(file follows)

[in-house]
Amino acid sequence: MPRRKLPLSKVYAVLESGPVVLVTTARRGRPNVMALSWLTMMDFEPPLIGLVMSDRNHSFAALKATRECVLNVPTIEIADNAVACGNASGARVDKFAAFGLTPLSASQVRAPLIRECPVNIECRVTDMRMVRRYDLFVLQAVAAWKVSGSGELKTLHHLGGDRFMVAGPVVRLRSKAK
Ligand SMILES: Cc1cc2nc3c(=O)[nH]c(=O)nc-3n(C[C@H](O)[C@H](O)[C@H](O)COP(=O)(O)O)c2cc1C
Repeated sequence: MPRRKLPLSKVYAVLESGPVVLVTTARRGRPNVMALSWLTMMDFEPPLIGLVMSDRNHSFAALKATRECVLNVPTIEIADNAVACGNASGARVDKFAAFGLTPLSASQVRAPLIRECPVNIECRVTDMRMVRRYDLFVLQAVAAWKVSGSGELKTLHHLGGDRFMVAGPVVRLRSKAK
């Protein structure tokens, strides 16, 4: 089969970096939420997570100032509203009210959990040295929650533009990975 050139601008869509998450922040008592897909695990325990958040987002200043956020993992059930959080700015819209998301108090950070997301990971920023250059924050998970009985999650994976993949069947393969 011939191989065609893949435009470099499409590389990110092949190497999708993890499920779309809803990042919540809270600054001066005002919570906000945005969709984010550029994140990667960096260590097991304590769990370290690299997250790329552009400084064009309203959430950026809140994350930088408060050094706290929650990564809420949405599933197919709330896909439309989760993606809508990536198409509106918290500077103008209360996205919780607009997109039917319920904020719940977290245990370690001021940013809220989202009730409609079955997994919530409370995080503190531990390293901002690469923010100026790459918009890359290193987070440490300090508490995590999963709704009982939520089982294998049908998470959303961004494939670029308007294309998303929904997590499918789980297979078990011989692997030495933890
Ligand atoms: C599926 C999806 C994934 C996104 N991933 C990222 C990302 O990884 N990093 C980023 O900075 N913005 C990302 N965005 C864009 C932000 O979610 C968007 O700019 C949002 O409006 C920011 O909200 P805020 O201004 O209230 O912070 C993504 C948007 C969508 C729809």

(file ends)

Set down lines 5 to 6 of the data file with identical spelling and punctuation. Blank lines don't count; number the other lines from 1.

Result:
């Protein structure tokens, strides 16, 4: 089969970096939420997570100032509203009210959990040295929650533009990975 050139601008869509998450922040008592897909695990325990958040987002200043956020993992059930959080700015819209998301108090950070997301990971920023250059924050998970009985999650994976993949069947393969 011939191989065609893949435009470099499409590389990110092949190497999708993890499920779309809803990042919540809270600054001066005002919570906000945005969709984010550029994140990667960096260590097991304590769990370290690299997250790329552009400084064009309203959430950026809140994350930088408060050094706290929650990564809420949405599933197919709330896909439309989760993606809508990536198409509106918290500077103008209360996205919780607009997109039917319920904020719940977290245990370690001021940013809220989202009730409609079955997994919530409370995080503190531990390293901002690469923010100026790459918009890359290193987070440490300090508490995590999963709704009982939520089982294998049908998470959303961004494939670029308007294309998303929904997590499918789980297979078990011989692997030495933890
Ligand atoms: C599926 C999806 C994934 C996104 N991933 C990222 C990302 O990884 N990093 C980023 O900075 N913005 C990302 N965005 C864009 C932000 O979610 C968007 O700019 C949002 O409006 C920011 O909200 P805020 O201004 O209230 O912070 C993504 C948007 C969508 C729809």